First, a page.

Subcutaneous IG Info Needed
July 18, 2017 at 3:12 pm
The long-and-short: I have been receiving IVIG infusions for two days every three weeks since 2013. I must take time off from work to have infusions.
My neurologist recently prescribed weekly subcutaneous IG (“sub-q IG”) infusions in place of IVIG. My insurance company denied the request because Hyzentra is not FDA approved for use in treating CIDP.
Both are the same drug; human immunoglobulin.
1) Subcutaneous IG is infused and stored in the fatty tissue of the abdomen. I am told this has the effect of a “time release” of the drug, versus IV infusion directly into the circulatory system. This modulates the benefits of IG over time.
2) Sub-q IG is given on a weekly basis, versus every three weeks, enhancing the consistency of the benefits, and reducing or eliminating the extremes in the patient’s ability/disability. (I am nearly crippled every third week when I am due for my next infusion.)
3) For the first three sub-q IG treatments, an in-home infusion nurse trains the patient; the patient self-administers the drug thereafter. Infusions can be done over the weekend, obviating the need for the patient to take time off from work. (I would enjoy using my PTO for an actual vacation!)
4) No longer tethered to IVIG clinics or in-home nursing services and schedules, sub-q IG could allow the patient to travel more readily.
5) The expense to the insurance company could be reduced by not paying for several hours of in-home nursing care every three weeks.
IG has been demonstrably effective in keeping the advance of paralysis from my CIDP at bay.
There is no reason to believe a subcutaneous delivery of IG to a CIDP patient would be any less effective than IV infusions of the same drug.
I think sub-q IG treatments for CIDP have the potential to drastically improve the lives of patients, as well as the potential to reduce costs for the insurance companies.
ARE THERE ANY STUDIES BEING CONDUCTED OF SUBCUTANEOUS IG AS A TREATMENT FOR CIDP?
ARE THERE ANY BRANDS OF SUBCUTANEOUS IG THAT HAVE BEEN APPROVED BY THE FDA FOR USE IN TREATING CIDP?
I believe the risk is minimal, and the potential benefits are significant.
I appreciate any feedback/guidance I can get. Thank you.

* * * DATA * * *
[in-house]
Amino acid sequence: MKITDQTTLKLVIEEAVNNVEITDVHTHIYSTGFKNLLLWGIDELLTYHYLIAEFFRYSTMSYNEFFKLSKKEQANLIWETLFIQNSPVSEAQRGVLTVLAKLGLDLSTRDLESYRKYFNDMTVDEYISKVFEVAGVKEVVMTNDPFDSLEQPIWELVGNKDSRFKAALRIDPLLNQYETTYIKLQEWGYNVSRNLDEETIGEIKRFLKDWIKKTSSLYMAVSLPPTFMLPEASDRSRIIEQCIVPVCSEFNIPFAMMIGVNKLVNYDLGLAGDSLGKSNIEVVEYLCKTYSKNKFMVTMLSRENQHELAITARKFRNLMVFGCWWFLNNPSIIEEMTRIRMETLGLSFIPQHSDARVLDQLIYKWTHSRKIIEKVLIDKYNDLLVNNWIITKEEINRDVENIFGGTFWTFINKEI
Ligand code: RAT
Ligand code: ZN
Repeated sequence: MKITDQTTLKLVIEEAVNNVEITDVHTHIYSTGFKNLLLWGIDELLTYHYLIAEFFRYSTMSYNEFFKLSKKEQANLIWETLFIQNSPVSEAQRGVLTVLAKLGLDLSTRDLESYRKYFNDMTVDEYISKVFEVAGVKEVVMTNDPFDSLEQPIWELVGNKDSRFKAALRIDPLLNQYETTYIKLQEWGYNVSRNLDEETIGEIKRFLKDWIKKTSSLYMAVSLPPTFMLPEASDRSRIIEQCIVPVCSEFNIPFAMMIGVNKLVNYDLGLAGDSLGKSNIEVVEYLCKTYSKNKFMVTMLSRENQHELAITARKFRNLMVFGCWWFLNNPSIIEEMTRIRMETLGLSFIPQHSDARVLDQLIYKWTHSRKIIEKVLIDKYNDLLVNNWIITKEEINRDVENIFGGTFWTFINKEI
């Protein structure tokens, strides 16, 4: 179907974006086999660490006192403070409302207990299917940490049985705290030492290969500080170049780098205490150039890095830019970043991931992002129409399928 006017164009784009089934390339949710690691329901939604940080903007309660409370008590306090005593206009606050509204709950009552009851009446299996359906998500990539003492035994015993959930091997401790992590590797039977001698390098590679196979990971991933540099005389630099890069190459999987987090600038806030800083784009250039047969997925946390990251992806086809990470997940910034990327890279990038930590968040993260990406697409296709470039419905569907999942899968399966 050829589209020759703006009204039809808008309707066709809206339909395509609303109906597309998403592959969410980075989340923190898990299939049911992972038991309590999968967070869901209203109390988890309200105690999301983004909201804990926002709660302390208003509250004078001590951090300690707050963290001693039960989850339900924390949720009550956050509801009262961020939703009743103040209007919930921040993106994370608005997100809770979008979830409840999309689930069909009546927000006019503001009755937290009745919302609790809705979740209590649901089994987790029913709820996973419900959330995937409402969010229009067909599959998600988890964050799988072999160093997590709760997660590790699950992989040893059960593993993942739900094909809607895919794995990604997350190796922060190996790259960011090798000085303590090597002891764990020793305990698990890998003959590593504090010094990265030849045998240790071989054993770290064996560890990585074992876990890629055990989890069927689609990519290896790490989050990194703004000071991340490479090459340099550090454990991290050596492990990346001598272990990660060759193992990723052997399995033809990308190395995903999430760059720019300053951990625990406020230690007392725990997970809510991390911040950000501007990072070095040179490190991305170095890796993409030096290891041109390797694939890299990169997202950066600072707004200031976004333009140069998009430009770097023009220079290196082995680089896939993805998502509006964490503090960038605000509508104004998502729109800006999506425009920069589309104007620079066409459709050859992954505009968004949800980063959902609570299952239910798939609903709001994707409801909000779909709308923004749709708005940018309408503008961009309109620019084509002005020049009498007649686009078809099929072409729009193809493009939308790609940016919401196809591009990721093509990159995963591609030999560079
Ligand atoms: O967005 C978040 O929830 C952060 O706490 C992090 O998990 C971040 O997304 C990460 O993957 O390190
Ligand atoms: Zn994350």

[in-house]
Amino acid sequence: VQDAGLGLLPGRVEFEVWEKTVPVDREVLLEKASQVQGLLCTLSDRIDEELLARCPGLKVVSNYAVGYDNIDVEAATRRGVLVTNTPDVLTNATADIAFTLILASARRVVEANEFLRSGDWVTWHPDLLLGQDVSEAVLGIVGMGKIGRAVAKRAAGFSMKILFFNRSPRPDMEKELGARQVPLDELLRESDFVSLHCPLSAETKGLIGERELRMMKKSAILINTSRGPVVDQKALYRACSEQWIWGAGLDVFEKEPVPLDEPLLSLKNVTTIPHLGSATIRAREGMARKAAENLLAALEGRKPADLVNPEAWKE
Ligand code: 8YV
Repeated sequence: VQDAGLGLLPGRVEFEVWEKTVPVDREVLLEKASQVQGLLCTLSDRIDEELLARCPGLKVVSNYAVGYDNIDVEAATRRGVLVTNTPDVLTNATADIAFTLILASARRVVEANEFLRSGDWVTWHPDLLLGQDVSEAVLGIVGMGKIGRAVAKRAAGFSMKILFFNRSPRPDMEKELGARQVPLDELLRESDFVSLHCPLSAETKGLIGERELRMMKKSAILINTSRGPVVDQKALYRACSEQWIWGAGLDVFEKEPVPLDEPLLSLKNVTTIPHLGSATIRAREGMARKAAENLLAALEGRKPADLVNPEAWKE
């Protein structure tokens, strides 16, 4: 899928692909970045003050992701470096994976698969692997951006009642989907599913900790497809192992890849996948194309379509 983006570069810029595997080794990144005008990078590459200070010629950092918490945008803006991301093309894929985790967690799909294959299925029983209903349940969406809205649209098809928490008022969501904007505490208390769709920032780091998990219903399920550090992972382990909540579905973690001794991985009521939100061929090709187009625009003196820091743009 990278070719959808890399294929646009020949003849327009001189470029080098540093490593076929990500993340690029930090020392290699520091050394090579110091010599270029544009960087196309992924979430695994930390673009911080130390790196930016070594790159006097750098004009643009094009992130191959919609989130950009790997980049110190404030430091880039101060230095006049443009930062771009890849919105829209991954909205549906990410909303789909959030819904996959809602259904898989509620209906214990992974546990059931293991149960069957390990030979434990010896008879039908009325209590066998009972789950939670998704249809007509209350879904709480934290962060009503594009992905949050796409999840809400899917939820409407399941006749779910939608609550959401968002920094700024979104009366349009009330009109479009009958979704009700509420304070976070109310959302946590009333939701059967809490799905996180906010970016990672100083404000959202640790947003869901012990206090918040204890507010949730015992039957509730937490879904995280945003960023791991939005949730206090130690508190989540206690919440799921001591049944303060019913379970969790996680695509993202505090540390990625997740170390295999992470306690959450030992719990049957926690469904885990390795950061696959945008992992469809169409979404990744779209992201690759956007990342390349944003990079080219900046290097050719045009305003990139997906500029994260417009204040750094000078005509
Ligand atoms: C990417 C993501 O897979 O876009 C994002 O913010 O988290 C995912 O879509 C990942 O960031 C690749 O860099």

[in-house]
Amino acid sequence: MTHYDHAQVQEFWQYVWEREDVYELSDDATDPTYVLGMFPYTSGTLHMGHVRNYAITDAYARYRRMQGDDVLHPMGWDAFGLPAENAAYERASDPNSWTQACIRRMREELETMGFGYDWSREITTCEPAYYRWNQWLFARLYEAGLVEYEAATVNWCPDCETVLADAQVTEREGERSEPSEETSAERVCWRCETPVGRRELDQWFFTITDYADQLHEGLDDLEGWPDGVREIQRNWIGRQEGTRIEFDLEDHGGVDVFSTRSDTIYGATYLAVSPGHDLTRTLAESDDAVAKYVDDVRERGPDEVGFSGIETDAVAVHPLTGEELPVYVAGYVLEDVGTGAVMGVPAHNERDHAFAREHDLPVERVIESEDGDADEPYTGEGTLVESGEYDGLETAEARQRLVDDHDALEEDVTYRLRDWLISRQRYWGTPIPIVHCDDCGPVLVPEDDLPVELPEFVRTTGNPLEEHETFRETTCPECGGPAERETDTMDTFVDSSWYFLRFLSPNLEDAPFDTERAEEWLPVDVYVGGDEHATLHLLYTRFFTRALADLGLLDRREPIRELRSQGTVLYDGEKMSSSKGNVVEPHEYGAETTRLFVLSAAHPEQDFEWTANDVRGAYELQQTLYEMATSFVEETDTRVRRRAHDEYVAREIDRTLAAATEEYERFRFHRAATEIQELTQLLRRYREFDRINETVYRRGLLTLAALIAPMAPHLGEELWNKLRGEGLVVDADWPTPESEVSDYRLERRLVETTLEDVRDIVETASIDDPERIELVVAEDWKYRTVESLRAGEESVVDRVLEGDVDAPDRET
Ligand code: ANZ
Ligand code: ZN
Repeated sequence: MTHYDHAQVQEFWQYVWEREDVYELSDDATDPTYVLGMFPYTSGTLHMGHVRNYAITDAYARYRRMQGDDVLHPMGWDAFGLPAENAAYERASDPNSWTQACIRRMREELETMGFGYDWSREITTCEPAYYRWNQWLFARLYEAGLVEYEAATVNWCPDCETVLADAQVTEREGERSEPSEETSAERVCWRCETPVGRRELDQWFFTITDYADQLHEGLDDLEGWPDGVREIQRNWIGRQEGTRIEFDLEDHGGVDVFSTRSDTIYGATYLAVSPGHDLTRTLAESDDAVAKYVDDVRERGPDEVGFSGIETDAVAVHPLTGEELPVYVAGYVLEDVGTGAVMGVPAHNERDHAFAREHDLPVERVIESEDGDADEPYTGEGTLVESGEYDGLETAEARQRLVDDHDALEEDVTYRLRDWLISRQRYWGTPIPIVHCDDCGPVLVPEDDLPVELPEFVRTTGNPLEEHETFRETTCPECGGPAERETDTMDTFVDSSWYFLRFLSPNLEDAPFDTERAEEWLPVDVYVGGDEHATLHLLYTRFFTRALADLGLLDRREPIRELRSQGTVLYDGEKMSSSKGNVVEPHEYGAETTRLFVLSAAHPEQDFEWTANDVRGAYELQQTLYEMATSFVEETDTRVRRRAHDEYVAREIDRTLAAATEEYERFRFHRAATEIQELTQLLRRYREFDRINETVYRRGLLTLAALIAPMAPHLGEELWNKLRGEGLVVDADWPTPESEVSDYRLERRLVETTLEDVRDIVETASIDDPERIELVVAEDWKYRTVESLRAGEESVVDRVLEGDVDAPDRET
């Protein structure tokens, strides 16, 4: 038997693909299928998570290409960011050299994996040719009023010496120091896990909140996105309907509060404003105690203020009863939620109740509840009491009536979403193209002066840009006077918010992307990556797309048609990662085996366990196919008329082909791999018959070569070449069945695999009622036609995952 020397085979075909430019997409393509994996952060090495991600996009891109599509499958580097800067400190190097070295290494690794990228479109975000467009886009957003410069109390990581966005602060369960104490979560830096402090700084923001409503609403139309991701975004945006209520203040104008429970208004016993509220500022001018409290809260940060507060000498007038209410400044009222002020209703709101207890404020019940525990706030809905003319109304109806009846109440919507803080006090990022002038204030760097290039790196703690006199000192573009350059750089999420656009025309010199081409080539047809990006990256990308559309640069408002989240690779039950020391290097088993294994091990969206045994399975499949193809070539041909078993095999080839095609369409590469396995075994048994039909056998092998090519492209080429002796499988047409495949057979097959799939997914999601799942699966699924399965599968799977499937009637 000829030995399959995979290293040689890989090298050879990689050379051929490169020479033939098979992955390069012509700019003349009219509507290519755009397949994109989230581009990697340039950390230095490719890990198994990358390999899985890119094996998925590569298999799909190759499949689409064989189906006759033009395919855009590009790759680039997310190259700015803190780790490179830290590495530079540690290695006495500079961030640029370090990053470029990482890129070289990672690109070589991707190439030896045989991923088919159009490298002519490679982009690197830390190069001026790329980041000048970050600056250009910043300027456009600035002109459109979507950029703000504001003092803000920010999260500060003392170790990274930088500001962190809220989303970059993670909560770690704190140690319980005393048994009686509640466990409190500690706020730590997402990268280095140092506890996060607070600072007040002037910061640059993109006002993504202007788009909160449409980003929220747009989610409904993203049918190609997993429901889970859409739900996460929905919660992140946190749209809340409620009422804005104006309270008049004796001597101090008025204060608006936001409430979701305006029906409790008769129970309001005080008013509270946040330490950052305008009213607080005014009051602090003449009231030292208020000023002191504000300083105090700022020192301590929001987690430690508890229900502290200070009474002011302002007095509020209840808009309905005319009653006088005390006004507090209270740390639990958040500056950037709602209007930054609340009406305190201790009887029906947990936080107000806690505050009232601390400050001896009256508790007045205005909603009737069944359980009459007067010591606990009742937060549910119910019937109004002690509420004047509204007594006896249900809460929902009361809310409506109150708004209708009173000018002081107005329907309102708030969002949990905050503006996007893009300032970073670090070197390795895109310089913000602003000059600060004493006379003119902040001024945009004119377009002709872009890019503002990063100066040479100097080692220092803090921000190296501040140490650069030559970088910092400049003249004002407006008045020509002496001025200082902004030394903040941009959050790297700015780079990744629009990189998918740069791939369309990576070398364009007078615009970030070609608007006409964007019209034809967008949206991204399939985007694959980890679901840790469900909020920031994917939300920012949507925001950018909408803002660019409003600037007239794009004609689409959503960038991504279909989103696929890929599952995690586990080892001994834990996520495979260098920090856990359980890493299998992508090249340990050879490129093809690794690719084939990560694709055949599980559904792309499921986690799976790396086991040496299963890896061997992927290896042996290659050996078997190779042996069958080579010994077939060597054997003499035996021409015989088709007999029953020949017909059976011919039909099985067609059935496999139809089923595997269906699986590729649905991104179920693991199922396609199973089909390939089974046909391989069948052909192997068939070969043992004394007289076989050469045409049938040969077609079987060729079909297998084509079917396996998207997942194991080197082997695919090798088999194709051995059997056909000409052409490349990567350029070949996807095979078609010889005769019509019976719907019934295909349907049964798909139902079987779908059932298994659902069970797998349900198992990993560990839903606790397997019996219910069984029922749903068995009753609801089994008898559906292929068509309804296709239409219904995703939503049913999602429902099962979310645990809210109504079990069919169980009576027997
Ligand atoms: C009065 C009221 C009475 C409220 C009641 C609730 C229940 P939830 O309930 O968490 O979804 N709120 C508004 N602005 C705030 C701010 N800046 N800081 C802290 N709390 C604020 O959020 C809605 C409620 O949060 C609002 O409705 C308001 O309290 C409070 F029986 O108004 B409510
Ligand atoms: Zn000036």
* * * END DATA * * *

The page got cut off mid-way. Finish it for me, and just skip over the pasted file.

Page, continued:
July 18, 2017 at 3:51 pm
If the Forum search function was working (it’s been broken for a few months now) you would have been able to read many posts on the subject and not have to create a new thread.
Please see the following thread for info, it links mosts of the related posts too:
If your specific questions aren’t answered in through that thread, please post any outstanding questions there and we will do our best to answer them.
July 19, 2017 at 11:56 am
Thank you, Jim! I’ve posted my remaining questions there.
July 21, 2017 at 1:52 am
Posted on Twitter 7/1917:
FDA Accepts CSL Behring’s Supplemental Biologics License Application for Hizentra® Chronic Inflammatory Demyelinating Polyneuropathy (CIDP) Indication
KING OF PRUSSIA, Pa. — 19 July 2017
Global biotherapeutics leader CSL Behring today announced that the U.S. Food and Drug Administration (FDA) has accepted for review the company’s supplemental Biologics License Application (BLA) for Hizentra® [Immune globulin subcutaneous (Human) 20% liquid] for the treatment for Chronic Inflammatory Demyelinating Polyneuropathy (CIDP) as maintenance therapy to prevent relapse of neuromuscular disability and impairment. CIDP is a rare immune-mediated disorder of the peripheral nerves and the effects can worsen over time.
“We remain committed to CIDP patients and their families and the review of this application is another step towards delivering on our promise to them.” said Dr. Andrew Cuthbertson, Chief Scientific Officer and R&D Director, CSL Limited. “We’re also excited about the possibility of adding a CIDP indication for our industry-leading portfolio of immunoglobulin therapies.”